Class of 2023 Honor Students Thrived Through Covid


By Linda Evanchyk, Okaloosa County School Board Member

On April 18, the Okaloosa County School District held the Anne T. Mitchell Academic Senior Honors awards on the campus of Northwest Florida State College. Each year the school district recognizes students who are graduating Cum Laude (3.75 – 3.99 weighted GPA), Magna Cum Laude (4.0 – 4.29 weighted GPA), and Summa Cum Laude (4.25+ weighted GPA).

In the class of 2023, 607 students met the criteria to graduate with honors designation.
I was asked to deliver remarks to the students and their families at the ceremony. The more I reflected on the events that have taken place since these students started their freshman year in 2019, the more in awe of their success I became.
I told them they made history without intending to do so. When they started their high school career, all indications were that it would be a normal year of learning and adjusting to life as a high school student. No one anticipated that in March 2020 the students would have the longest spring break ever, since the week prior to spring break would be the last week students would attend classes in their school buildings that school year. Students finished the year in an online format.

For their sophomore year, there was a delay in the start of the school year as protocols were put into place for the safety of students and employees. Terms including Coronavirus, Covid 19, social distancing and quarantining would become part of the everyday vernacular. Students were sent home from school, sometimes several times that year, and were told to quarantine as contact tracing was put into place by the Okaloosa County Health Department.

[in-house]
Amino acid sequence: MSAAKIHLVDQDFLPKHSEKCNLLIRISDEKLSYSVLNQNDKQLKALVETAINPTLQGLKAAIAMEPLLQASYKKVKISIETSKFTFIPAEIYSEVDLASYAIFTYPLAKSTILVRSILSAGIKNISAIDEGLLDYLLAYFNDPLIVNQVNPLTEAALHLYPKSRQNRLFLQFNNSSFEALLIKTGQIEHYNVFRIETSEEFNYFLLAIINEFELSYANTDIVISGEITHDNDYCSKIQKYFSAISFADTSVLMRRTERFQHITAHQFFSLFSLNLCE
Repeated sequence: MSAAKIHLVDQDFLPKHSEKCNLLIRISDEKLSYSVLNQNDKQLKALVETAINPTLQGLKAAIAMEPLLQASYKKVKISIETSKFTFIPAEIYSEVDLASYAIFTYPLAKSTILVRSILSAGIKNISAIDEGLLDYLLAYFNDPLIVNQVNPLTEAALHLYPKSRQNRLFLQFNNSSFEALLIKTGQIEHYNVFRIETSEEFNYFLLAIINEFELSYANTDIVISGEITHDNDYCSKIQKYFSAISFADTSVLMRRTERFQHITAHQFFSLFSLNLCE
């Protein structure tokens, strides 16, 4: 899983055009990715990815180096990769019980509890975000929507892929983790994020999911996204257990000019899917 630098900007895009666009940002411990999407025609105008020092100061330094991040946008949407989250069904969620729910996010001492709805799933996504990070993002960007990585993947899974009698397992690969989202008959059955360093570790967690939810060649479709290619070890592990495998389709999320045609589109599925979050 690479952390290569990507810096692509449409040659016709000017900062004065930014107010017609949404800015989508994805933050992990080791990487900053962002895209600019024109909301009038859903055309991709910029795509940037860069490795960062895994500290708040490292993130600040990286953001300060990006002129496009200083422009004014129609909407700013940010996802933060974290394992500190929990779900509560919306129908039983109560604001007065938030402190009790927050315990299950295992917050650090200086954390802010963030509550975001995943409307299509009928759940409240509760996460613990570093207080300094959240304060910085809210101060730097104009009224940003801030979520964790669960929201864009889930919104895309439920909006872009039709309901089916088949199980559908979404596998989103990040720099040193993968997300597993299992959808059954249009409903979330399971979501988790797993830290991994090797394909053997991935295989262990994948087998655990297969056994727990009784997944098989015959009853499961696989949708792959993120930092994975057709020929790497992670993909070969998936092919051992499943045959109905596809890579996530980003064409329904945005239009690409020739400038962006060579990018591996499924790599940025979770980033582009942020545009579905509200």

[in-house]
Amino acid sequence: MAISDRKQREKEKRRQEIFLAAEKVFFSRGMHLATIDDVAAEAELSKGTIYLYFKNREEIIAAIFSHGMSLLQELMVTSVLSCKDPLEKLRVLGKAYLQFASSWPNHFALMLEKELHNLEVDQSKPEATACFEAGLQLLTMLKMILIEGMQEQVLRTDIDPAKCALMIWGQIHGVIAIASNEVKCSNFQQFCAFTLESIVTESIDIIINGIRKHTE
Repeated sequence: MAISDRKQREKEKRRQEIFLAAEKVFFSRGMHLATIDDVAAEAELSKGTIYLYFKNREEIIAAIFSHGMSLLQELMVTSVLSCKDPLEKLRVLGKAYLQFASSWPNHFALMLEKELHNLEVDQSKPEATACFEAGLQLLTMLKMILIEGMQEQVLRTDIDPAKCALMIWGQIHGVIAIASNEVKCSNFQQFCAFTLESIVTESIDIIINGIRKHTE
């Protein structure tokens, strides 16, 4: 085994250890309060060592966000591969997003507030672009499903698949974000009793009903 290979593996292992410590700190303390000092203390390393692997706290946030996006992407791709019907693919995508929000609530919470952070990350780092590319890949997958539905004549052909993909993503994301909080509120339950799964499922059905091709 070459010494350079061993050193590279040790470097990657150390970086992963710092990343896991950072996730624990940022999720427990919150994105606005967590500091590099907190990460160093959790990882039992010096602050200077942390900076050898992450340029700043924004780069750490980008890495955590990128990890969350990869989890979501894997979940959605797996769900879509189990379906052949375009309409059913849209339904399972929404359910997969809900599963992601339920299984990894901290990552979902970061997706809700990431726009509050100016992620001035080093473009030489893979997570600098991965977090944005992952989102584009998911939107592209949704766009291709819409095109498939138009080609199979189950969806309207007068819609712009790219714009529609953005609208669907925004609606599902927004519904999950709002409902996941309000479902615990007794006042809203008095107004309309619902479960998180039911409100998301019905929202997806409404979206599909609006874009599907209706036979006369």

While these actions were deemed necessary for the safety of everyone at the schools, by the end of the 2020-2021 school year, the stress was beginning to take its toll on students. They told me, along with Supt. Marcus Chambers, in a town hall-style meeting at Baker School a year after that long spring break, that they were weary of being in and out of school, and that it had affected them mentally. The school district and school board responded by hiring more mental health counselors for each school, and by instituting the Hope Squad peer-to-peer suicide prevention program in high schools.

On a lighter note, during my address at the honors program, I reminded them that they would have some great stories to share with future generations.

“Tell your grandchildren about the ‘to mask or not to mask’ debate, about sitting behind desk shields, and about the pungent scent of hand sanitizer that permeated the school each day,” I joked.

As I shook their hands and congratulated these honor students, it hit me that the students in the Class of 2023 do not want to be defined by the pandemic. While they have overcome obstacles no other class has, they not only survived, but they have thrived.

Truly, they seemed to be ready to move on from high school and the pandemic. I did ask them to please take some time, when all the pomp and circumstance has calmed down, to reflect on the last four years, noting their challenges and accomplishments.

Hats off to the approximately 2,200 Okaloosa County students who will graduate in the Class of 2023. What stories they can tell of their high school days, but hopefully their greatest stories have yet to be written.

Graduation Ceremony Dates for Okaloosa High Schools:
Destin High School May 26
Baker School May 19
Choctawhatchee High May 24
Crestview High May 25
Ft. Walton Beach High May 25
Laurel Hill School May 18
Niceville High May 24